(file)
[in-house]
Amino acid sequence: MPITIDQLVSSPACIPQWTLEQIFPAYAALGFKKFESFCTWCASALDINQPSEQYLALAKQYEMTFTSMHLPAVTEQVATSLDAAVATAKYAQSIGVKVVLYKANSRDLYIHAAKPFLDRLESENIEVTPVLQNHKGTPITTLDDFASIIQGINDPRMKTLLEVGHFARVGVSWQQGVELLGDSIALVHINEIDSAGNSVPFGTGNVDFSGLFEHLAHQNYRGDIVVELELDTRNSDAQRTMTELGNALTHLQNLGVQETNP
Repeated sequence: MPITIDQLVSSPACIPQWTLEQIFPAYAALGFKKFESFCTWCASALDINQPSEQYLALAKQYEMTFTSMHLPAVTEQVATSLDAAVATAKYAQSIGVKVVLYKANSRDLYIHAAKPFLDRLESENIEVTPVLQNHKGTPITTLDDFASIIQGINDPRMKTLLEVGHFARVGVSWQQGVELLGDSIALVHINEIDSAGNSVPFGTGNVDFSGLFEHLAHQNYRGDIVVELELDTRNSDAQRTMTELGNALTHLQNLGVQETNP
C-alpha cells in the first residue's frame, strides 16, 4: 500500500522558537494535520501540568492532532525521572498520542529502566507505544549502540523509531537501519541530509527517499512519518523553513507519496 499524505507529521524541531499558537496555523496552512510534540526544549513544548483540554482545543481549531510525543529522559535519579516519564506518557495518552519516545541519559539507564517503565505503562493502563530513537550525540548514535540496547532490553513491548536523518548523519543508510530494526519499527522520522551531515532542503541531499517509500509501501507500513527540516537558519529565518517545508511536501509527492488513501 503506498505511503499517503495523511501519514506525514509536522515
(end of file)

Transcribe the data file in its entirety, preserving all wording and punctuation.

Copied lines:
[in-house]
Amino acid sequence: MPITIDQLVSSPACIPQWTLEQIFPAYAALGFKKFESFCTWCASALDINQPSEQYLALAKQYEMTFTSMHLPAVTEQVATSLDAAVATAKYAQSIGVKVVLYKANSRDLYIHAAKPFLDRLESENIEVTPVLQNHKGTPITTLDDFASIIQGINDPRMKTLLEVGHFARVGVSWQQGVELLGDSIALVHINEIDSAGNSVPFGTGNVDFSGLFEHLAHQNYRGDIVVELELDTRNSDAQRTMTELGNALTHLQNLGVQETNP
Repeated sequence: MPITIDQLVSSPACIPQWTLEQIFPAYAALGFKKFESFCTWCASALDINQPSEQYLALAKQYEMTFTSMHLPAVTEQVATSLDAAVATAKYAQSIGVKVVLYKANSRDLYIHAAKPFLDRLESENIEVTPVLQNHKGTPITTLDDFASIIQGINDPRMKTLLEVGHFARVGVSWQQGVELLGDSIALVHINEIDSAGNSVPFGTGNVDFSGLFEHLAHQNYRGDIVVELELDTRNSDAQRTMTELGNALTHLQNLGVQETNP
C-alpha cells in the first residue's frame, strides 16, 4: 500500500522558537494535520501540568492532532525521572498520542529502566507505544549502540523509531537501519541530509527517499512519518523553513507519496 499524505507529521524541531499558537496555523496552512510534540526544549513544548483540554482545543481549531510525543529522559535519579516519564506518557495518552519516545541519559539507564517503565505503562493502563530513537550525540548514535540496547532490553513491548536523518548523519543508510530494526519499527522520522551531515532542503541531499517509500509501501507500513527540516537558519529565518517545508511536501509527492488513501 503506498505511503499517503495523511501519514506525514509536522515